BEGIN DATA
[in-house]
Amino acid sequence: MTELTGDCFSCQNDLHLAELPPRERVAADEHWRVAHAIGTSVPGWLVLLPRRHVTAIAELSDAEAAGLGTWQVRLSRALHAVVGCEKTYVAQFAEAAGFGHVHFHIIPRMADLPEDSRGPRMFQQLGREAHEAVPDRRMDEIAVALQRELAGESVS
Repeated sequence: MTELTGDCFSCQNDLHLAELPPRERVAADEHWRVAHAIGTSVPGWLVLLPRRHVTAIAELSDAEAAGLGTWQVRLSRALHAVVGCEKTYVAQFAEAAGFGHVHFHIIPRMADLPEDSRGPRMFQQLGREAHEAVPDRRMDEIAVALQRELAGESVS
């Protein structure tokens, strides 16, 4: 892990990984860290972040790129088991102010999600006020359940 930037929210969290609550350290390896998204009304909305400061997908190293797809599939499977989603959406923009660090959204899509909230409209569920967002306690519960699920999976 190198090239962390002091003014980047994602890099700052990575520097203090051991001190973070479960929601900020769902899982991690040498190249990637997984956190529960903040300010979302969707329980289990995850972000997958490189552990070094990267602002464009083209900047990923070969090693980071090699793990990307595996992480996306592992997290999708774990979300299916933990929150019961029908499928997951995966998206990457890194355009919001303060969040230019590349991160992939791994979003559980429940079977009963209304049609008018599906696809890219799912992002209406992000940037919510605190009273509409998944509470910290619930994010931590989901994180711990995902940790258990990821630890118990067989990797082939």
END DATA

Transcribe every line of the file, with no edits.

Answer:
[in-house]
Amino acid sequence: MTELTGDCFSCQNDLHLAELPPRERVAADEHWRVAHAIGTSVPGWLVLLPRRHVTAIAELSDAEAAGLGTWQVRLSRALHAVVGCEKTYVAQFAEAAGFGHVHFHIIPRMADLPEDSRGPRMFQQLGREAHEAVPDRRMDEIAVALQRELAGESVS
Repeated sequence: MTELTGDCFSCQNDLHLAELPPRERVAADEHWRVAHAIGTSVPGWLVLLPRRHVTAIAELSDAEAAGLGTWQVRLSRALHAVVGCEKTYVAQFAEAAGFGHVHFHIIPRMADLPEDSRGPRMFQQLGREAHEAVPDRRMDEIAVALQRELAGESVS
């Protein structure tokens, strides 16, 4: 892990990984860290972040790129088991102010999600006020359940 930037929210969290609550350290390896998204009304909305400061997908190293797809599939499977989603959406923009660090959204899509909230409209569920967002306690519960699920999976 190198090239962390002091003014980047994602890099700052990575520097203090051991001190973070479960929601900020769902899982991690040498190249990637997984956190529960903040300010979302969707329980289990995850972000997958490189552990070094990267602002464009083209900047990923070969090693980071090699793990990307595996992480996306592992997290999708774990979300299916933990929150019961029908499928997951995966998206990457890194355009919001303060969040230019590349991160992939791994979003559980429940079977009963209304049609008018599906696809890219799912992002209406992000940037919510605190009273509409998944509470910290619930994010931590989901994180711990995902940790258990990821630890118990067989990797082939």